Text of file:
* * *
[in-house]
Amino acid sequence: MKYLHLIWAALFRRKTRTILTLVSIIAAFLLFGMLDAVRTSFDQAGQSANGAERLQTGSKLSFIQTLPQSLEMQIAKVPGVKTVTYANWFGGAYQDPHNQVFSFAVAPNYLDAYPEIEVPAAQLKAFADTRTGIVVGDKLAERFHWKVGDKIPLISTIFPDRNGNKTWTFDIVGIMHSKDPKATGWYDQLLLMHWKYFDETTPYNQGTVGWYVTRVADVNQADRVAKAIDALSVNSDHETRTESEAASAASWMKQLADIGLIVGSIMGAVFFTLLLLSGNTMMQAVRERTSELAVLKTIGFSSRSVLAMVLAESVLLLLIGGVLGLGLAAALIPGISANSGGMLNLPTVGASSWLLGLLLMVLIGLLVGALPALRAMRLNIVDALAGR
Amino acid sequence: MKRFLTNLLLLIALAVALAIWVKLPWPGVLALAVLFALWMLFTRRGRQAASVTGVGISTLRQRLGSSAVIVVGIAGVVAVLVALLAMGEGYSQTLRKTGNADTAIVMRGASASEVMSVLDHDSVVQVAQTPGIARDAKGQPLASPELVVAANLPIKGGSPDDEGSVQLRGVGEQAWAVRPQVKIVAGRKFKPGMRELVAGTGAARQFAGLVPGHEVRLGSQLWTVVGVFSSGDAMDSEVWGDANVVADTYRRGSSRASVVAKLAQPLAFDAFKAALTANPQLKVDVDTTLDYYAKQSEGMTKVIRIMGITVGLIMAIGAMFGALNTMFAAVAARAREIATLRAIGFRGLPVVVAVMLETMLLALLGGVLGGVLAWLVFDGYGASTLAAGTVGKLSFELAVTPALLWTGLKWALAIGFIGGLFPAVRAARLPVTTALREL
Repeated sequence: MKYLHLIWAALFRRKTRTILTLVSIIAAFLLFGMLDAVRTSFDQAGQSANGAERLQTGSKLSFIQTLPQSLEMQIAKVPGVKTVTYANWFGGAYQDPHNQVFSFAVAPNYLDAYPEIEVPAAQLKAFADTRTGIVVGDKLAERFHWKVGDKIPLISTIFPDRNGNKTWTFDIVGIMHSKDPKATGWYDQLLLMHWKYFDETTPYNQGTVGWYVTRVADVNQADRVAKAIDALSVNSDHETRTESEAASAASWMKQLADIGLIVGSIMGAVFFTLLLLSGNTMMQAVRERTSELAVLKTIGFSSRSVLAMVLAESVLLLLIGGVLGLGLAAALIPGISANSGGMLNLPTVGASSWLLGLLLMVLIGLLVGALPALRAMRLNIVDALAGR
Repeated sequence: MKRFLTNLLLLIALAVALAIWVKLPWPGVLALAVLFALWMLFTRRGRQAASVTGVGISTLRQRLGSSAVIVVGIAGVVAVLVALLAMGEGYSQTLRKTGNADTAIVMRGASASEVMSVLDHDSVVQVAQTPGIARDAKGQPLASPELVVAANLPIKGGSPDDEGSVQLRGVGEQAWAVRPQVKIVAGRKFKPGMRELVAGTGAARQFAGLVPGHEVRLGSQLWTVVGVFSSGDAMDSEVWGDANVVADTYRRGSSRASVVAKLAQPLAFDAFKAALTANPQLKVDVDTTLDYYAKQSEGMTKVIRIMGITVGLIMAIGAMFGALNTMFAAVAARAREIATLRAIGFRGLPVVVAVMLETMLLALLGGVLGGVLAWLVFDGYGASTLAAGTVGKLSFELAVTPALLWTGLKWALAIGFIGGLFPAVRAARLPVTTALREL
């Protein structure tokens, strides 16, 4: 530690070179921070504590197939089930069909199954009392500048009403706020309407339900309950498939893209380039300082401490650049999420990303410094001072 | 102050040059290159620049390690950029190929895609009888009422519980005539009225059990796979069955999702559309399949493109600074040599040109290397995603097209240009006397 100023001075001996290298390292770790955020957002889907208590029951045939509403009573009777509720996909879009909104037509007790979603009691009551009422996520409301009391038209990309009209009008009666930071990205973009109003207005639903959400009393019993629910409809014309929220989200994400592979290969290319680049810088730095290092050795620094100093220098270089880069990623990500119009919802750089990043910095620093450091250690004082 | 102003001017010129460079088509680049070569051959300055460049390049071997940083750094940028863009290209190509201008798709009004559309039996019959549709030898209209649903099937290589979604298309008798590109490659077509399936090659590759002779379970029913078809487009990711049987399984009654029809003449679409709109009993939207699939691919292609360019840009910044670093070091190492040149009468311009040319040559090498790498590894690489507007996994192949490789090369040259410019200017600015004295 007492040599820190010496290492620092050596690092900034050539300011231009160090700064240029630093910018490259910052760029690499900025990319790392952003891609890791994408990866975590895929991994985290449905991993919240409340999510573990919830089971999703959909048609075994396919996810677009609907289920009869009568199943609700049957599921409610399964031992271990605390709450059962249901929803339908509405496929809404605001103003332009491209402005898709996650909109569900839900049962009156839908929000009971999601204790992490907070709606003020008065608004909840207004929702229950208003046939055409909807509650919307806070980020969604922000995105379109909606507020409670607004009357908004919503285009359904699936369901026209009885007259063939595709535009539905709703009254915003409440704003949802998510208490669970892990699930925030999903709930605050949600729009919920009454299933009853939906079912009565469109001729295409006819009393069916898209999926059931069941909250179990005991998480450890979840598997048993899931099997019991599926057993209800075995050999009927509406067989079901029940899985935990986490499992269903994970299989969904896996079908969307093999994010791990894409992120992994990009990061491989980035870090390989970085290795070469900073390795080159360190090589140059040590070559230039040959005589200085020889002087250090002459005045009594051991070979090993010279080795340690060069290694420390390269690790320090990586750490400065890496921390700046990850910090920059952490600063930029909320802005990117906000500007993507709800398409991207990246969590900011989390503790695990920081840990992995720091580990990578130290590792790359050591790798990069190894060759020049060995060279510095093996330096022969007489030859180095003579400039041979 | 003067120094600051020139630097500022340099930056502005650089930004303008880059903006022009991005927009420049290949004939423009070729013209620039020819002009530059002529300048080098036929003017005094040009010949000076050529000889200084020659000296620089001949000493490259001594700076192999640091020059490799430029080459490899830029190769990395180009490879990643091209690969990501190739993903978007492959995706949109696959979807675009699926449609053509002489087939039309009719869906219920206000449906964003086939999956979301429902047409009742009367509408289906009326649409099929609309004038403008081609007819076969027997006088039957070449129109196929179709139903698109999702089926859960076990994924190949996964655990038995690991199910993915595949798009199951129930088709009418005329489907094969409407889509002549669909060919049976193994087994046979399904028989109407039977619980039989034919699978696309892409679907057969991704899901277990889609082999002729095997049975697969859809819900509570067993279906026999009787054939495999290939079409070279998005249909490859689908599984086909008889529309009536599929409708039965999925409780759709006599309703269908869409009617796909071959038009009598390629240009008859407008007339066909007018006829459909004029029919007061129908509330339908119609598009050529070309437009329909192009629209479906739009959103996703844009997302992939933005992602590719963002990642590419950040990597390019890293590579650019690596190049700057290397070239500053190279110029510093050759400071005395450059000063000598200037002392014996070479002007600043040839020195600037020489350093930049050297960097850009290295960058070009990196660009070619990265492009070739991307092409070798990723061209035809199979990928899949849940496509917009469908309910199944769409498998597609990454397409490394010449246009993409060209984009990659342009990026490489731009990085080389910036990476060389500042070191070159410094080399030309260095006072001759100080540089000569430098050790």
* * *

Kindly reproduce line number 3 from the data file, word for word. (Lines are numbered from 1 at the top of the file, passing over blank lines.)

Amino acid sequence: MKRFLTNLLLLIALAVALAIWVKLPWPGVLALAVLFALWMLFTRRGRQAASVTGVGISTLRQRLGSSAVIVVGIAGVVAVLVALLAMGEGYSQTLRKTGNADTAIVMRGASASEVMSVLDHDSVVQVAQTPGIARDAKGQPLASPELVVAANLPIKGGSPDDEGSVQLRGVGEQAWAVRPQVKIVAGRKFKPGMRELVAGTGAARQFAGLVPGHEVRLGSQLWTVVGVFSSGDAMDSEVWGDANVVADTYRRGSSRASVVAKLAQPLAFDAFKAALTANPQLKVDVDTTLDYYAKQSEGMTKVIRIMGITVGLIMAIGAMFGALNTMFAAVAARAREIATLRAIGFRGLPVVVAVMLETMLLALLGGVLGGVLAWLVFDGYGASTLAAGTVGKLSFELAVTPALLWTGLKWALAIGFIGGLFPAVRAARLPVTTALREL